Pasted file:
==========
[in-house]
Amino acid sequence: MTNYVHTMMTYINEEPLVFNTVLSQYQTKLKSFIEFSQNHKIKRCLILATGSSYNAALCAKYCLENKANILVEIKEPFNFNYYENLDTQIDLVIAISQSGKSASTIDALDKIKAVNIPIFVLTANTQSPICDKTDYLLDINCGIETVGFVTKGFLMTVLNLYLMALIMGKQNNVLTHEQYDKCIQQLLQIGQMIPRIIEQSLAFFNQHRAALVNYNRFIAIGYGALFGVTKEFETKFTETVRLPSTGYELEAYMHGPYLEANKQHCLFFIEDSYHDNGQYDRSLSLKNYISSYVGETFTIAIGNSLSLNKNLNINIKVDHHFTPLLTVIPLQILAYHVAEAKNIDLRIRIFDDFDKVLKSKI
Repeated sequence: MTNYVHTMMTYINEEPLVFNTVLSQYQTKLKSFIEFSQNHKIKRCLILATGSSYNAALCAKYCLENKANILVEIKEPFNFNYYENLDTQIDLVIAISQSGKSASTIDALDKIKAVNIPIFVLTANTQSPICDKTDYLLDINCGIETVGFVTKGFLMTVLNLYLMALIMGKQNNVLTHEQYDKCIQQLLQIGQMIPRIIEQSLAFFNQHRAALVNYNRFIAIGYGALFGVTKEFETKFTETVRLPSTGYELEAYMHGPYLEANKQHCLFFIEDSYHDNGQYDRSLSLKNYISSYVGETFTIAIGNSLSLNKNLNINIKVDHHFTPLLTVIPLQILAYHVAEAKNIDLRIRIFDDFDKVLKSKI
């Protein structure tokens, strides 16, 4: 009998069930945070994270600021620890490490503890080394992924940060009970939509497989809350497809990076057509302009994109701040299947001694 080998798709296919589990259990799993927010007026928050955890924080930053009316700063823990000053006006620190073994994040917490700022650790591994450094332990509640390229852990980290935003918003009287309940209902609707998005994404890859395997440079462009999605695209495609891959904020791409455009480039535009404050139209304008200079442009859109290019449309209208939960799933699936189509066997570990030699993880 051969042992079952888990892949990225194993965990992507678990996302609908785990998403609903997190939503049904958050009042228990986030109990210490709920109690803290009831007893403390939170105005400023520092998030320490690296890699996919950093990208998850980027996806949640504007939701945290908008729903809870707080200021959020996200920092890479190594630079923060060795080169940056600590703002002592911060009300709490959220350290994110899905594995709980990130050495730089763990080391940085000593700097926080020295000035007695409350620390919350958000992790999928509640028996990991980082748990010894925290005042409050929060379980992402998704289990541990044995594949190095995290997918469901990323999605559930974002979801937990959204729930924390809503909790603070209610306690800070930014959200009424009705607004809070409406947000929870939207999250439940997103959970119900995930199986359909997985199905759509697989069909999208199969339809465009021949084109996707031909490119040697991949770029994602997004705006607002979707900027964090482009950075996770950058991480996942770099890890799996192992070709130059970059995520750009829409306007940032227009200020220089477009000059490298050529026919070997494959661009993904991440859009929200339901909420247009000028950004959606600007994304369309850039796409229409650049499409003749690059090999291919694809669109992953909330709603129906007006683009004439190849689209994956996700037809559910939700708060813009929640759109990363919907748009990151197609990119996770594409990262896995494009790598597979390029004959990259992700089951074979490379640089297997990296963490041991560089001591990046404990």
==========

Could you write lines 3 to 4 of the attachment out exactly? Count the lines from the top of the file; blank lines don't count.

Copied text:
Repeated sequence: MTNYVHTMMTYINEEPLVFNTVLSQYQTKLKSFIEFSQNHKIKRCLILATGSSYNAALCAKYCLENKANILVEIKEPFNFNYYENLDTQIDLVIAISQSGKSASTIDALDKIKAVNIPIFVLTANTQSPICDKTDYLLDINCGIETVGFVTKGFLMTVLNLYLMALIMGKQNNVLTHEQYDKCIQQLLQIGQMIPRIIEQSLAFFNQHRAALVNYNRFIAIGYGALFGVTKEFETKFTETVRLPSTGYELEAYMHGPYLEANKQHCLFFIEDSYHDNGQYDRSLSLKNYISSYVGETFTIAIGNSLSLNKNLNINIKVDHHFTPLLTVIPLQILAYHVAEAKNIDLRIRIFDDFDKVLKSKI
């Protein structure tokens, strides 16, 4: 009998069930945070994270600021620890490490503890080394992924940060009970939509497989809350497809990076057509302009994109701040299947001694 080998798709296919589990259990799993927010007026928050955890924080930053009316700063823990000053006006620190073994994040917490700022650790591994450094332990509640390229852990980290935003918003009287309940209902609707998005994404890859395997440079462009999605695209495609891959904020791409455009480039535009404050139209304008200079442009859109290019449309209208939960799933699936189509066997570990030699993880 051969042992079952888990892949990225194993965990992507678990996302609908785990998403609903997190939503049904958050009042228990986030109990210490709920109690803290009831007893403390939170105005400023520092998030320490690296890699996919950093990208998850980027996806949640504007939701945290908008729903809870707080200021959020996200920092890479190594630079923060060795080169940056600590703002002592911060009300709490959220350290994110899905594995709980990130050495730089763990080391940085000593700097926080020295000035007695409350620390919350958000992790999928509640028996990991980082748990010894925290005042409050929060379980992402998704289990541990044995594949190095995290997918469901990323999605559930974002979801937990959204729930924390809503909790603070209610306690800070930014959200009424009705607004809070409406947000929870939207999250439940997103959970119900995930199986359909997985199905759509697989069909999208199969339809465009021949084109996707031909490119040697991949770029994602997004705006607002979707900027964090482009950075996770950058991480996942770099890890799996192992070709130059970059995520750009829409306007940032227009200020220089477009000059490298050529026919070997494959661009993904991440859009929200339901909420247009000028950004959606600007994304369309850039796409229409650049499409003749690059090999291919694809669109992953909330709603129906007006683009004439190849689209994956996700037809559910939700708060813009929640759109990363919907748009990151197609990119996770594409990262896995494009790598597979390029004959990259992700089951074979490379640089297997990296963490041991560089001591990046404990």